Tag Archives: Whoopi Goldberg

Fire in the Sky

My Father’s Dragon

by Hope Madden

Like most animation fans, I eagerly await each new Cartoon Saloon adventure. Their output is simply stunning: Wolfwalkers, The Breadwinner, Song of the Sea, The Secret of the Kells. Even Pixar doesn’t have a stronger batting average.

Nora Twomey directed two of those beauties, The Breadwinner and The Secret of the Kells (which she co-helmed with Tomm Moore). She returns to the screen with the lovely romp about a dragon with a problem and a boy who solves problems, My Father’s Dragon.

Animator Masami Hata first adapted Ruth Stiles Gannett’s beloved 1948 novel for the screen in 1997. Twomey’s update takes advantage of intricate, hand-drawn animation and an impressive voice cast to bring Elmer Elevator’s imaginative journey to life.

Elmer and his mom have left behind their small town and the little store they ran. They’re living on the leaking top floor of an apartment building in a crowded city. Neither is happy about it, even if both pretend well. Then a talking cat points Elmer toward a chance to fix everything. He just needs to save this one dragon.

Charming and endlessly good-natured, My Father’s Dragon succeeds despite its comparatively predictable nature. Go into any of the other Cartoon Saloon films and you’ll find yourself surprised with each narrative turn. My Father’s Dragon, on the other hand, feels more familiar.

If the studio’s defining uniqueness is missing from its latest ‘toon, its heart is not. Voiced by Jacob Tremblay, Elmer’s the kind of kid who’s wound too tight. He tries so hard, he breaks your heart, even when his anxiety shortens his temper. Elmer’s own personality mirrors his mother’s when the chips are down, which feels of bittersweet authenticity thanks in part to Golshifteh Farahani’s tender vocal performance as Mom.

As Boris the dragon, Gaten Matarazzo is silly and sweet with moments of raw emotion. Whoopi Goldberg, Judy Greer, Mary Kay Place, Rita Moreno, Chris O’Dowd, Alan Cumming, Diane Wiest and Ian McShane round out a uniformly excellent vocal ensemble, O’Dowd is especially impressing as McShane’s harsh second-in-command, Kwan.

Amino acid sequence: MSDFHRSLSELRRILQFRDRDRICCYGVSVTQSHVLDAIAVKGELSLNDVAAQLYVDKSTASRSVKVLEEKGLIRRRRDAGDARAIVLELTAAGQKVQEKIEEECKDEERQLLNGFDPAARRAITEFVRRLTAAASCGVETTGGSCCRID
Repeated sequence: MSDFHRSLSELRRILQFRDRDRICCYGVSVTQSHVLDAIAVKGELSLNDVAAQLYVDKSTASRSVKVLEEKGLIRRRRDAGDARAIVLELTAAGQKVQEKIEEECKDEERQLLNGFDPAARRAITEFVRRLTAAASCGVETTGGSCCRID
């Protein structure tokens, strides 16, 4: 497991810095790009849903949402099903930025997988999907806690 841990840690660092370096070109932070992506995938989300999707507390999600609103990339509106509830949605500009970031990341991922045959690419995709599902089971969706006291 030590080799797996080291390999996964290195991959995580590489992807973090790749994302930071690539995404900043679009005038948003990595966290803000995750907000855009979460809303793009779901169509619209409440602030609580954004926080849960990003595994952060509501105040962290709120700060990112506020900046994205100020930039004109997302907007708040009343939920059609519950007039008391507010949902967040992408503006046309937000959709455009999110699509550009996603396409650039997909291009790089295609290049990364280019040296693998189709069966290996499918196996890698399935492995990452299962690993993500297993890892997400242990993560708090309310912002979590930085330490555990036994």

My Father’s Dragon represents a new direction for the animation studio. While it’s not the unassailable success of their previous films, it’s a joyous, beautiful film.

Don’t Cry, Sad Clown

Misery Loves Comedy

by Hope Madden

Is every clown really a sad clown? In his debut as a documentarian, actor Kevin Pollak seeks to find the answer to that question by asking it (or variations of it) to 50 or so of the brightest comic minds of the day.

Who? Tom Hanks, Amy Schumer, Martin Short, Jimmy Fallon, Janeane Garofalo, Judd Apatow and dozens of other stand-up comics and comedic writers and performers. What Pollak wants in return is a glimpse into the shared psyche of the funnyman.

Who were their influences? When did they realize they were funny? What’s it like to bomb onstage? To kill? They’re interesting enough questions and sometimes the answers are fun to watch, but the sheer volume of responses almost requires that the film remain superficial.

His doc would have benefitted had Pollak narrowed down the interviewees, perhaps focusing solely on stand-up comics. We also hear from film directors, sit-com actors and one radio morning show. The breadth only draws attention to the lack of depth.

And yet, there are ways in which the cast feels very narrow. The group is – whether inadvertently or not – pretty white and male. Pollak may simply have raided his own personal phone book, calling in favors from friends for the film, but the result is breathtakingly one sided. He talks with 5 or 6 women, one of whom (Whoopi Goldberg) is not white. He also talks to one male (Kumail Nanjani) who isn’t white.

So, 40+ white guys tell us about the context of being funny. Presumably this is not because of some deeply held belief of Pollak’s, but that doesn’t excuse it. Forget that whatever thesis he may be trying to put forward is irredeemably skewed by this, the fact that anyone could direct a documentary about stand-up comedy without including the point of view of one African American male – no Chris Rock, Eddie Murphy, Kevin Hart, Dave Chappelle, Tracy Morgan – is astonishing.

Plus, honestly, the film itself is almost never actually funny. He talks to fifty funny people about being funny yet catches almost no comedy on film. What?

In the end the film is dedicated to the memory of Robin Williams, and I’m sure Pollak’s heart was in the right place. It’s just that nothing else was.